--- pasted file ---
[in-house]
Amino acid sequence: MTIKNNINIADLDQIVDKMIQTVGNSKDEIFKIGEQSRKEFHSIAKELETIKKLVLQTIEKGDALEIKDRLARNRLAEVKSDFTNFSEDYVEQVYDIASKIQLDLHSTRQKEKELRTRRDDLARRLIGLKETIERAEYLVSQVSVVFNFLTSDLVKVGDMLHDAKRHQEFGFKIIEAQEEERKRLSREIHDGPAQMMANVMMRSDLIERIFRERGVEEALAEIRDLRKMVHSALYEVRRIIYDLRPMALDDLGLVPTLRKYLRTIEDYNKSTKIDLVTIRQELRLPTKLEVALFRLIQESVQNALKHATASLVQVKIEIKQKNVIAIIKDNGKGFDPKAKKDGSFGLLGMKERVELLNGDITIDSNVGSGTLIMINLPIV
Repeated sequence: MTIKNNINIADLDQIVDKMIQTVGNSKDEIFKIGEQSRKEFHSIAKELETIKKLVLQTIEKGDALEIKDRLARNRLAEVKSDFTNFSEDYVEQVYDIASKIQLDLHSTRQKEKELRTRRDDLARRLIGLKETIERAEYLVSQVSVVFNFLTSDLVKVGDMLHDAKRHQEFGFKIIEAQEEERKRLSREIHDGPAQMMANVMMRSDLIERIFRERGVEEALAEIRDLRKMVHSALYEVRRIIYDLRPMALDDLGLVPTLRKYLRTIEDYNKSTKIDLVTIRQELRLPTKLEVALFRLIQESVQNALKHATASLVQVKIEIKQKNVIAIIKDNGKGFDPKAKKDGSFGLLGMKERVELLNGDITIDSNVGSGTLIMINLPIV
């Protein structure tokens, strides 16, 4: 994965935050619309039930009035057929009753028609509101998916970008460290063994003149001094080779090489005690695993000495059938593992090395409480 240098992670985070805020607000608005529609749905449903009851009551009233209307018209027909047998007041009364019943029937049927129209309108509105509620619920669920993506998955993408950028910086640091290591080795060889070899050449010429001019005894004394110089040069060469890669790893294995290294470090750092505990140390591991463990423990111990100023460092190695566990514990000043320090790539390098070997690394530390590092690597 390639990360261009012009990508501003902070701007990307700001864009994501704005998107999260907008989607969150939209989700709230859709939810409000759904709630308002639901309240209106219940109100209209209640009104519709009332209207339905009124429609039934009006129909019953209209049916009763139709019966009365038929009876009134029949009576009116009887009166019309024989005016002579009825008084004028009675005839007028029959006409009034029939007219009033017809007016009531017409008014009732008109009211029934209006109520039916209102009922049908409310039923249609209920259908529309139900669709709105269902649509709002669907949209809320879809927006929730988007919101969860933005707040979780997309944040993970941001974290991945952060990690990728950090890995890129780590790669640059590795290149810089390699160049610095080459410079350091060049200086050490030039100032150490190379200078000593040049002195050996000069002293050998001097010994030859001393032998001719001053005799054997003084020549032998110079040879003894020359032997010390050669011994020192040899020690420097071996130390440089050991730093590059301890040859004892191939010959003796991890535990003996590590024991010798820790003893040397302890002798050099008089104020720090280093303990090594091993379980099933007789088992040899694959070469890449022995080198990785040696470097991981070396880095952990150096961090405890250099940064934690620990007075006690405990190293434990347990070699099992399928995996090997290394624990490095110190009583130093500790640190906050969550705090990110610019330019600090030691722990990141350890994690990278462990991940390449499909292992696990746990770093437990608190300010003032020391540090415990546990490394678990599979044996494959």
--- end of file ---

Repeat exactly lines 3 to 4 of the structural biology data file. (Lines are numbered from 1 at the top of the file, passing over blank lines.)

Repeated sequence: MTIKNNINIADLDQIVDKMIQTVGNSKDEIFKIGEQSRKEFHSIAKELETIKKLVLQTIEKGDALEIKDRLARNRLAEVKSDFTNFSEDYVEQVYDIASKIQLDLHSTRQKEKELRTRRDDLARRLIGLKETIERAEYLVSQVSVVFNFLTSDLVKVGDMLHDAKRHQEFGFKIIEAQEEERKRLSREIHDGPAQMMANVMMRSDLIERIFRERGVEEALAEIRDLRKMVHSALYEVRRIIYDLRPMALDDLGLVPTLRKYLRTIEDYNKSTKIDLVTIRQELRLPTKLEVALFRLIQESVQNALKHATASLVQVKIEIKQKNVIAIIKDNGKGFDPKAKKDGSFGLLGMKERVELLNGDITIDSNVGSGTLIMINLPIV
């Protein structure tokens, strides 16, 4: 994965935050619309039930009035057929009753028609509101998916970008460290063994003149001094080779090489005690695993000495059938593992090395409480 240098992670985070805020607000608005529609749905449903009851009551009233209307018209027909047998007041009364019943029937049927129209309108509105509620619920669920993506998955993408950028910086640091290591080795060889070899050449010429001019005894004394110089040069060469890669790893294995290294470090750092505990140390591991463990423990111990100023460092190695566990514990000043320090790539390098070997690394530390590092690597 390639990360261009012009990508501003902070701007990307700001864009994501704005998107999260907008989607969150939209989700709230859709939810409000759904709630308002639901309240209106219940109100209209209640009104519709009332209207339905009124429609039934009006129909019953209209049916009763139709019966009365038929009876009134029949009576009116009887009166019309024989005016002579009825008084004028009675005839007028029959006409009034029939007219009033017809007016009531017409008014009732008109009211029934209006109520039916209102009922049908409310039923249609209920259908529309139900669709709105269902649509709002669907949209809320879809927006929730988007919101969860933005707040979780997309944040993970941001974290991945952060990690990728950090890995890129780590790669640059590795290149810089390699160049610095080459410079350091060049200086050490030039100032150490190379200078000593040049002195050996000069002293050998001097010994030859001393032998001719001053005799054997003084020549032998110079040879003894020359032997010390050669011994020192040899020690420097071996130390440089050991730093590059301890040859004892191939010959003796991890535990003996590590024991010798820790003893040397302890002798050099008089104020720090280093303990090594091993379980099933007789088992040899694959070469890449022995080198990785040696470097991981070396880095952990150096961090405890250099940064934690620990007075006690405990190293434990347990070699099992399928995996090997290394624990490095110190009583130093500790640190906050969550705090990110610019330019600090030691722990990141350890994690990278462990991940390449499909292992696990746990770093437990608190300010003032020391540090415990546990490394678990599979044996494959």